Bhai Mani Singh ji (1670 – 9 July 1737) was a childhood companion of Guru Gobind Singh and took the vows of Sikhism when the Guru ji established the Khalsa panth in March 1699. Soon after that, the Guru sent him to Amritsar to take charge of the Harimandar Sahib, which had been without a custodian since 1696. He took control and steered the course of Sikh destiny at a critical stage in Sikh history.
Bhai Mani Singh ji’s family had Parmar Rajput background. His ancestors were kings as mentioned in most sacred history granth of Sikhs – ” Sri Suraj Prakash Granth whose path is done in Gurudwaras
As a devoted Sikh and a courageous leader, Bhai Mani Singh ji willingly laid down his life to uphold the dignity of the Sikh religion and the Sikh nation. The nature of his martyrdom has become a part of the daily Sikh Ardas (prayer). He compiled Dasam Granth which includes Banis of Guru Gobind Singh.
Bhai Mani Singh is said to have been brought in the early years of his childhood to the presence of Guru Tegh Bahadur at Anandpur. He was not the same age as the Guru’s own son, Gobind Rai. Mani Singh remained in his company even after he had ascended the religious seat as Guru. Mani Singh accompanied the Guru to the seclusion of Paonta where Guru Gobind Singh spent some three years in large part given to literary work.
Bhai Mani Singh took Amrit at the hands of Guru Gobind Singh Ji on the day of the creation of Khalsa. When Guru Gobind Singh Ji left Anandpur on the night of December 20, 1704, his family got separated at river Sirsa during the confusion created by the Mughal attack. Bhai Mani Singh took Mata Sundri Ji and Mata Sahib Devan to Delhi via Ambala.
In 1706, Bhai Mani Singh escorted Mata Sundri Ji the wife of Guru Gobind Singh to Talwandi Sabo where the Guru was staying. It was there that she learned of the Martyrdom of her four sons and their Grandmother. When Guru Sahib left Agra with Emperor Bahadur Shah for Nanded in 1707, Mata Sahib Devan and Bhai Mani Singh accompanied him. Afterwards Bhai Mani Singh escorted Mata Sahib Devan Ji back to Delhi where she lived with Mata Sundri Ji for the rest of her life.
Mata Sundri Ji came to know of the trouble that was brewing between the Tat Khalsa and Bandai Khalsa military factions of the Sikhs. She appointed Bhai Mani Singh as the Granthi of Harimandir Sahib and sent him to Amritsar with Mama Kirpal Singh (Chand), the maternal uncle of Guru Gobind Singh Ji. On his arrival at Amritsar in 1721, Bhai Mani Singh restored peace among the Khalsa and put the affairs of Harimandir Sahib in order.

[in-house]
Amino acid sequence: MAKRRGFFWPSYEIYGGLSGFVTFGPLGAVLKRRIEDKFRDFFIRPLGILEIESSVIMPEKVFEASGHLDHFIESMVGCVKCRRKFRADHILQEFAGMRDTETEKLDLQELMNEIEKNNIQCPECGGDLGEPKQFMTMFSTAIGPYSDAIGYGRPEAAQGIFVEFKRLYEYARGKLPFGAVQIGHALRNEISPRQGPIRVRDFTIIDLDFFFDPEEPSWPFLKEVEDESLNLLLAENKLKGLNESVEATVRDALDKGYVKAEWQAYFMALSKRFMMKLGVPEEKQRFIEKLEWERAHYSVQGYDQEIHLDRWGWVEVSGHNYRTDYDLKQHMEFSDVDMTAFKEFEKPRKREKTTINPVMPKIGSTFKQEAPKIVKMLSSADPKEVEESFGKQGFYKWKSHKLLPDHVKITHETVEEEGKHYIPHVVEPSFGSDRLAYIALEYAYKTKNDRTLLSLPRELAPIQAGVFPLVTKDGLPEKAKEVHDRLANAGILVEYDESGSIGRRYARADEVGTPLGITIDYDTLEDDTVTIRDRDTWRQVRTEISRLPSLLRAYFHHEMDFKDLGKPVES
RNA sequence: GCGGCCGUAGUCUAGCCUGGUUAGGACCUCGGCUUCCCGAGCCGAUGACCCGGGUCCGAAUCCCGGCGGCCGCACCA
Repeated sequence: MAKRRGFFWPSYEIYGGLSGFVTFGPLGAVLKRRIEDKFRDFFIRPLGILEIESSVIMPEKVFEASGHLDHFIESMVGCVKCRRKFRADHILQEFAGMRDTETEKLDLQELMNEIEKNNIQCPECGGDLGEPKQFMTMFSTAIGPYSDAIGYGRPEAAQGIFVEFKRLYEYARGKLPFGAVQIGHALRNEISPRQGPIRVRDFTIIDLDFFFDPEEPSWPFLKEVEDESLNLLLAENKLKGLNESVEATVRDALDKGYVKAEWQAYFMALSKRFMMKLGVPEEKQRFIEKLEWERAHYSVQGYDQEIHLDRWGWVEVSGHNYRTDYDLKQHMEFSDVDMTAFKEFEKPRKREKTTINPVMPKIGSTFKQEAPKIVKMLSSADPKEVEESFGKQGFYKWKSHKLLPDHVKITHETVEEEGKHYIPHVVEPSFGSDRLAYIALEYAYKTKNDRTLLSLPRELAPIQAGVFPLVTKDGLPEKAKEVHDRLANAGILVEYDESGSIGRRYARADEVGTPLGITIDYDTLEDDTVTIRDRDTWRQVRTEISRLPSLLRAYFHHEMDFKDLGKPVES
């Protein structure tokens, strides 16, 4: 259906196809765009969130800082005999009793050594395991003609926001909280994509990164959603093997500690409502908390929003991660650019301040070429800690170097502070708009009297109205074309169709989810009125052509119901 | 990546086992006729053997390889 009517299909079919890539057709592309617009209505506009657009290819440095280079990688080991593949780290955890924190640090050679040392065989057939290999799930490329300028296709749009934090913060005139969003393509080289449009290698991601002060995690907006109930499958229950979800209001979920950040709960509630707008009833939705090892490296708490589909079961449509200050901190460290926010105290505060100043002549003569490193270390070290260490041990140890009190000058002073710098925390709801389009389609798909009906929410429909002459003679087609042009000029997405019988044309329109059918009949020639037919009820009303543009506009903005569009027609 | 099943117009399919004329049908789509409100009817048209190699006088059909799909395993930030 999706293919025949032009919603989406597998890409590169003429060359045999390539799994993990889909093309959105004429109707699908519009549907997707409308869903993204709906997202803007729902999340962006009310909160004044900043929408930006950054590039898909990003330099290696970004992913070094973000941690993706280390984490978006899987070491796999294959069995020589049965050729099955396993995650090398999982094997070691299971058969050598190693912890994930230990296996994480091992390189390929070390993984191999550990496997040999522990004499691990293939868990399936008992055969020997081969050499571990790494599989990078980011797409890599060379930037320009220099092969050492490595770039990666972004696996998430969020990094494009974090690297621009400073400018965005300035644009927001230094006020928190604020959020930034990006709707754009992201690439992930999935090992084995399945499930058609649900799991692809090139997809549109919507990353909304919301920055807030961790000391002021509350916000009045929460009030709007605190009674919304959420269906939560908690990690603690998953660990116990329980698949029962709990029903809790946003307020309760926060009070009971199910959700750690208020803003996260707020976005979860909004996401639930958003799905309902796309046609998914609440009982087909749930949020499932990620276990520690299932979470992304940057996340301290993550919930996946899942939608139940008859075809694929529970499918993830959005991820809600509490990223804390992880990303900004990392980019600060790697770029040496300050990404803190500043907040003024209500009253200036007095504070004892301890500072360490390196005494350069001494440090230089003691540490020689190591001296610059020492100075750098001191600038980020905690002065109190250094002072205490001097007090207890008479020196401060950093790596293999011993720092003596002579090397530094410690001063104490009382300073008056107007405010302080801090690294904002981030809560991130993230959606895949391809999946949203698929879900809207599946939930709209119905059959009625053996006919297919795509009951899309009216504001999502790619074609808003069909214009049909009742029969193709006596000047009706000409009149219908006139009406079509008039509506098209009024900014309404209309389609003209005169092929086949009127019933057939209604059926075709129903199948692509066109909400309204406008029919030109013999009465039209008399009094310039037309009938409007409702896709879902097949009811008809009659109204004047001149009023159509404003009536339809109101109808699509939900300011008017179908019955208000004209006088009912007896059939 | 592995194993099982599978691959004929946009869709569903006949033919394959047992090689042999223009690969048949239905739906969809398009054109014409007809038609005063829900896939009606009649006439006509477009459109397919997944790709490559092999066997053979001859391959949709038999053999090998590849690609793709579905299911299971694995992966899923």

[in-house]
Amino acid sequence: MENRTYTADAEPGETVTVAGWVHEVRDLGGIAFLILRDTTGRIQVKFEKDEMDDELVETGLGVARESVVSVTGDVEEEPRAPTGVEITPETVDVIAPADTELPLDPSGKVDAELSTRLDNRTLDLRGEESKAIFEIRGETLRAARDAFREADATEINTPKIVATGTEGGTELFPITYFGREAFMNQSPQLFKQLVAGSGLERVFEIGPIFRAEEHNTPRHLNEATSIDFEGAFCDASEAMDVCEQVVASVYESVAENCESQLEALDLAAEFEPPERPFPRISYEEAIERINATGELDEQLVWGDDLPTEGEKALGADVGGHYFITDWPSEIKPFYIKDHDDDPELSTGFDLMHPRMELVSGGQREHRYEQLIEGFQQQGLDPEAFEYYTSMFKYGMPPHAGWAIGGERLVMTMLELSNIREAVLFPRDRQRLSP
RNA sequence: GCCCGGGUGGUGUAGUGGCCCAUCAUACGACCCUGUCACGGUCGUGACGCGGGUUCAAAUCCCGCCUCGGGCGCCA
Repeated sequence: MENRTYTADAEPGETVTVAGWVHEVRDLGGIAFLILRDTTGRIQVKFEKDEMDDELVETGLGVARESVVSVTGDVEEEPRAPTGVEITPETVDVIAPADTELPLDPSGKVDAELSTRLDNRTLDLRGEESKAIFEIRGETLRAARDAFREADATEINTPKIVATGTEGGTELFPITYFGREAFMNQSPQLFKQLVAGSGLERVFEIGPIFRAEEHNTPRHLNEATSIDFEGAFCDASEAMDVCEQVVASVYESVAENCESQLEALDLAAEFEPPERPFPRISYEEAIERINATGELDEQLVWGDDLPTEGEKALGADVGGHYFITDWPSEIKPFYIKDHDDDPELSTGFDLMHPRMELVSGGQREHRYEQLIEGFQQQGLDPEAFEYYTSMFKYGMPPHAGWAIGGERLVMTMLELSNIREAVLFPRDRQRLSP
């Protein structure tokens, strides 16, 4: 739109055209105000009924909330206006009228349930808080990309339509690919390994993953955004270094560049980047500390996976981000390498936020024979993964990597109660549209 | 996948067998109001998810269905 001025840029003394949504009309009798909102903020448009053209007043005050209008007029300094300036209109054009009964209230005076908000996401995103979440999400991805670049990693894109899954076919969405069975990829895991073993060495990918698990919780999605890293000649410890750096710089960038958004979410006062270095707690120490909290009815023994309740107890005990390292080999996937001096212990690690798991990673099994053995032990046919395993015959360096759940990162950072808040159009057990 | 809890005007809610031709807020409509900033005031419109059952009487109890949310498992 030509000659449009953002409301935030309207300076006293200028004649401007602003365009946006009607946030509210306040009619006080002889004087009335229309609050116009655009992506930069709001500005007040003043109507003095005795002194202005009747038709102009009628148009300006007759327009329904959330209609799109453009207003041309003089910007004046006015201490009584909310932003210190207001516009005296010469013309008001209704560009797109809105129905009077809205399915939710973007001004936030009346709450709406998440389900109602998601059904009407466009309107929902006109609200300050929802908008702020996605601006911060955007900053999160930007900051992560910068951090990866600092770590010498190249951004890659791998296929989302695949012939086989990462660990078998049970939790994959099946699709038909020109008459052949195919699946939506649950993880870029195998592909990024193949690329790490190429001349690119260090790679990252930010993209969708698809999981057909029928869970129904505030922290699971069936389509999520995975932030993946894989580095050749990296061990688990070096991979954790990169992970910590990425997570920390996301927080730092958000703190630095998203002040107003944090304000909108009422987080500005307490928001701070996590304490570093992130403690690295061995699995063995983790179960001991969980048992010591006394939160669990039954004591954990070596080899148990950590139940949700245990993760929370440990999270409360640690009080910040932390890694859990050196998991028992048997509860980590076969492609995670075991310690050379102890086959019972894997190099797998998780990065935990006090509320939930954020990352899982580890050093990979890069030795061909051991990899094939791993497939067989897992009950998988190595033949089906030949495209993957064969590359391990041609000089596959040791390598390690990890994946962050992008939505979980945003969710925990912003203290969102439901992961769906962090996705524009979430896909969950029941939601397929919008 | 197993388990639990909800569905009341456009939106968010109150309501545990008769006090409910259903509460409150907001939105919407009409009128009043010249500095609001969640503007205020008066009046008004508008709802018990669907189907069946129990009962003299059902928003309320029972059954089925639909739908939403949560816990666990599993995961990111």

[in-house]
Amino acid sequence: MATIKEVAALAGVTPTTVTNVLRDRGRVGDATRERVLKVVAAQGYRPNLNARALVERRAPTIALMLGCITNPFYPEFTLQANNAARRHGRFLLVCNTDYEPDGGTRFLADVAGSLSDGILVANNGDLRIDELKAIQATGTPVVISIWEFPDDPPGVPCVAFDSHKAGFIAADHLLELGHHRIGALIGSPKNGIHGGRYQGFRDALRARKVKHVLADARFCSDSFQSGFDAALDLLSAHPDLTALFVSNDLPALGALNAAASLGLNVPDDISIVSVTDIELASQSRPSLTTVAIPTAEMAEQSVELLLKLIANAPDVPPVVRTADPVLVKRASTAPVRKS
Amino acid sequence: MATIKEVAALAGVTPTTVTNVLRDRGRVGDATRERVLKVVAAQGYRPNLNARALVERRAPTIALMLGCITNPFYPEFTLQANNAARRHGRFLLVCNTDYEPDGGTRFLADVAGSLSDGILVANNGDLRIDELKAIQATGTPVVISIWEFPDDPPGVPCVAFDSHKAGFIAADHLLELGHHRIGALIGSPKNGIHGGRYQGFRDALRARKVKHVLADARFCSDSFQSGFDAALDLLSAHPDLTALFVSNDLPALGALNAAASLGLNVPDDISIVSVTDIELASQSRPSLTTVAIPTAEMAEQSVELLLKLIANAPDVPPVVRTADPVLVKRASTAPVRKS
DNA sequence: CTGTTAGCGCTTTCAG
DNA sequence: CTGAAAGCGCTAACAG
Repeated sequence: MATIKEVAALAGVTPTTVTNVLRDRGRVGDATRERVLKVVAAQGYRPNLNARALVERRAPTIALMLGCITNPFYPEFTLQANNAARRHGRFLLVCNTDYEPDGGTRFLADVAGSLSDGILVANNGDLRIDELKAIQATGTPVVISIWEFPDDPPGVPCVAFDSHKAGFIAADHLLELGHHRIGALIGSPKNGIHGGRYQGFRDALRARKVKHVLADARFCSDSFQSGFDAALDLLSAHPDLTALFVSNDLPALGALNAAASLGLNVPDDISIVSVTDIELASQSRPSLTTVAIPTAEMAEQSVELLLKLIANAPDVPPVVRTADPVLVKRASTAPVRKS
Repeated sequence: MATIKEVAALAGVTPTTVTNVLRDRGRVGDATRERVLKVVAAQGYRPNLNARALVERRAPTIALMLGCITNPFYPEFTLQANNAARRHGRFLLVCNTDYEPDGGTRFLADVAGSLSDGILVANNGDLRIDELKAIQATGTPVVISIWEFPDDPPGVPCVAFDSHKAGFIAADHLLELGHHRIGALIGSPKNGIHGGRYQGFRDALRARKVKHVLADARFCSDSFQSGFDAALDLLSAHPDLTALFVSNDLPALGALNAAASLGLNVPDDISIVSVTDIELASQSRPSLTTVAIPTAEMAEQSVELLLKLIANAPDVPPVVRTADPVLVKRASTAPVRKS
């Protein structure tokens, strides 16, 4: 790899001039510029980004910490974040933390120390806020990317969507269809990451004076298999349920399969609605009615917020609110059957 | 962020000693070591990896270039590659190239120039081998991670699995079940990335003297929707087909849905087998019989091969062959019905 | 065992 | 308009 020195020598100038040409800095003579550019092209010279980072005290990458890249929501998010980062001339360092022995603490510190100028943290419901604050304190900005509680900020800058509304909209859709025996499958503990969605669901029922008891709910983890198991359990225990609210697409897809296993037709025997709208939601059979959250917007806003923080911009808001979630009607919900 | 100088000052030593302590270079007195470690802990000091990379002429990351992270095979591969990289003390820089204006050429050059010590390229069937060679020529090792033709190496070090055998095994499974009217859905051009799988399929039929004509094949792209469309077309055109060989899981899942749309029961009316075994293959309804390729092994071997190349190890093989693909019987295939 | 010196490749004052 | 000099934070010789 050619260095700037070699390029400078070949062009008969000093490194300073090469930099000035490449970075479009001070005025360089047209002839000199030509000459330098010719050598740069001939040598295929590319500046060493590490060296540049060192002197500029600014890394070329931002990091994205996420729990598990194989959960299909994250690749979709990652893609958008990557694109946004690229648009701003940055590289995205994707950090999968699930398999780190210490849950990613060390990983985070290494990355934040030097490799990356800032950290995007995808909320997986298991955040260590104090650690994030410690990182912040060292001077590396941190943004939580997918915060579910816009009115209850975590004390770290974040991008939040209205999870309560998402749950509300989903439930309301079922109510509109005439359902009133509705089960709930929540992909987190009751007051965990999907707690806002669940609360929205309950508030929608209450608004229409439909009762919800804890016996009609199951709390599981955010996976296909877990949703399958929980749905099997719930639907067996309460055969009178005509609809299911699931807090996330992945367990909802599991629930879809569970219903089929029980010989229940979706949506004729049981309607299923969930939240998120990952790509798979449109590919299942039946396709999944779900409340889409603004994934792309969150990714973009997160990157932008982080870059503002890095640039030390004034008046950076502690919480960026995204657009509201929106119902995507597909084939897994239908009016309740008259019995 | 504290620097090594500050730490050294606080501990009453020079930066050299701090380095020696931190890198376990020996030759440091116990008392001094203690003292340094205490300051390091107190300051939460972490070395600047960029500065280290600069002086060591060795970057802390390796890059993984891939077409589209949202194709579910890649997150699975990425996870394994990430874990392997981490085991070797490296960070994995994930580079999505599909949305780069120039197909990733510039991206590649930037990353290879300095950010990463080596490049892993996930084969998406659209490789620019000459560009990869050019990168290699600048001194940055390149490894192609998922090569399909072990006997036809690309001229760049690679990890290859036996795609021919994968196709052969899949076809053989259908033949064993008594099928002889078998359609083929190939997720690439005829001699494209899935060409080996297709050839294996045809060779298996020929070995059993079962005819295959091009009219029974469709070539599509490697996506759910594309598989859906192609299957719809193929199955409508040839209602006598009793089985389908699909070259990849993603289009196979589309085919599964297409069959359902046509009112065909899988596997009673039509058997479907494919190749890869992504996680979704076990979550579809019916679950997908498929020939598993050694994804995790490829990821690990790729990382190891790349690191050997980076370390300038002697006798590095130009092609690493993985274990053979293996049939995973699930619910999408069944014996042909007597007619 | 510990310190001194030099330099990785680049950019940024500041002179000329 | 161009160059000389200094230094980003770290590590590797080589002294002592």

The Mughal Empire
By 1737, the Mughal government of Lahore had strictly prohibited the Sikhs to visit Amritsar and bathe in the holy tank. To overcome this restriction, Bhai Mani Singh applied to Governor Zakariya Khan for permission to hold the Diwali festival at the Golden Temple. The permission was granted for a promised payment of Rs.5,000 to the Governor. Bhai Mani Singh was certain that he would be able to pay the sum out of the offerings that would be made by the Sikhs who were invited to come.
The Sikhs came in large numbers, but Zakariya Khan, under the pretext of keeping order, sent a force under Diwan Lakhpat Rae to Amritsar. It marched towards the city on the day of the festival in order to intimidate and disperse the Sikhs and the festival broke up at the approach of the Mughal army.
Bhai Mani Singh was arrested for not paying the stipulated sum. He was asked by the Qazi to embrace Islam or else face death. Bhai Mani Singh stoutly refused to barter his faith and boldly opted for death. By orders of Zakarya Khan, Bhai Mani Singh was executed at Nakhas, Lahore in December, 1737 AD. The Nakhas has since been known as Shaheed Ganj – the place of martyrdom Shaheed Bilaas of Giani Garja Singh (1961) states that Bhai Mani Singh (Rajput) was arrested after Diwali of 1733 AD and was executed on June 14, 1734 AD i.e. about 8 months after his arrest following Dewali (See: Shaheed Bilaas, Bhai Mani Singh, 1961, p 93, Editor Giani Garja Singh) whereas all other ancient sources and oral Sikh traditions assert that Bhai Mani Singh was martyred shortly after his arrest following Dewali—hence his Martyrdom is said to have occurred in the month of November or December according to other ancient sources. It must be remembered that the Mughal rulers of Punjab were noted for their quick executions of the Sikhs.
It is highly improbable that they could ever have waited for eight months to execute Bhai Mani Singh after he was formally arrested and charged shortly following Dewali. This does not make sense at all. This is another point in Shaheed Bilaas of Giani Garja Singh which conflicts with the traditionally accepted ancient Sikh sources. To all probability, Bhai Mani Ram alias Bhai Mani Singh Rajput of Alipore (born 1644) had died naturally of old age on June 14, 1734. He was already over 90 years on that date. His death was later confused with that of actual Bhai Mani Singh Shaheed by Kavi Sewa Singh Bhat simply to please his Patron, Bhai Sangat Singh, the great grand son of Bhai Mani Ram Rajput (See: The Encyclopedia of Sikhism, Vol IV, 1998, p 95-96, (Ed) Dr Harbans Singh; Shaheed Bhai Mani Singh (a research book), 2004, pp 37-98, S Kirpal Singh)..
This was a gruesome execution in which Bhai Mani Singh’s executioner was ordered to chop Bhai Mani Singh’s body to pieces joint by joint starting from the extremities. The irony of the execution was that Bhai Mani Singh had the last word. When the executioner started to cut into Bhai Mani Singh’s wrist, Bhai Mani Singh gestured to his fingers telling the executioner that he should follow the orders of his commander with strictness, like a true Muslim. Very puzzled by the interruption, the executioner and guards asked the Great Shaheed what he meant. Bhai Mani Singh replied, ” you have been ordered to execute me by chopping my joints, have you forgotten that my joints start with my fingers.